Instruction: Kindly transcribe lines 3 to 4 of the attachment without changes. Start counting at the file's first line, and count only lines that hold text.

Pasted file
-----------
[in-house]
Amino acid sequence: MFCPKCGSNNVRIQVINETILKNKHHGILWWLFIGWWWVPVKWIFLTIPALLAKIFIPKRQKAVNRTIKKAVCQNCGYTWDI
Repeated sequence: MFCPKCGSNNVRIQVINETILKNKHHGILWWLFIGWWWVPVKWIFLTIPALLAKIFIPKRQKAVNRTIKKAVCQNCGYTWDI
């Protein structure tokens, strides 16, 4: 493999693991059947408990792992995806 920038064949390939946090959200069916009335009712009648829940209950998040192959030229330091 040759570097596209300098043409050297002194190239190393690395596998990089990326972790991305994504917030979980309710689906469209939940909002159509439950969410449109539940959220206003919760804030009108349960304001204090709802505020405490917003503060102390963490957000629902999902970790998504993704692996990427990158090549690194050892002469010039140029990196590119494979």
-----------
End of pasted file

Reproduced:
Repeated sequence: MFCPKCGSNNVRIQVINETILKNKHHGILWWLFIGWWWVPVKWIFLTIPALLAKIFIPKRQKAVNRTIKKAVCQNCGYTWDI
């Protein structure tokens, strides 16, 4: 493999693991059947408990792992995806 920038064949390939946090959200069916009335009712009648829940209950998040192959030229330091 040759570097596209300098043409050297002194190239190393690395596998990089990326972790991305994504917030979980309710689906469209939940909002159509439950969410449109539940959220206003919760804030009108349960304001204090709802505020405490917003503060102390963490957000629902999902970790998504993704692996990427990158090549690194050892002469010039140029990196590119494979």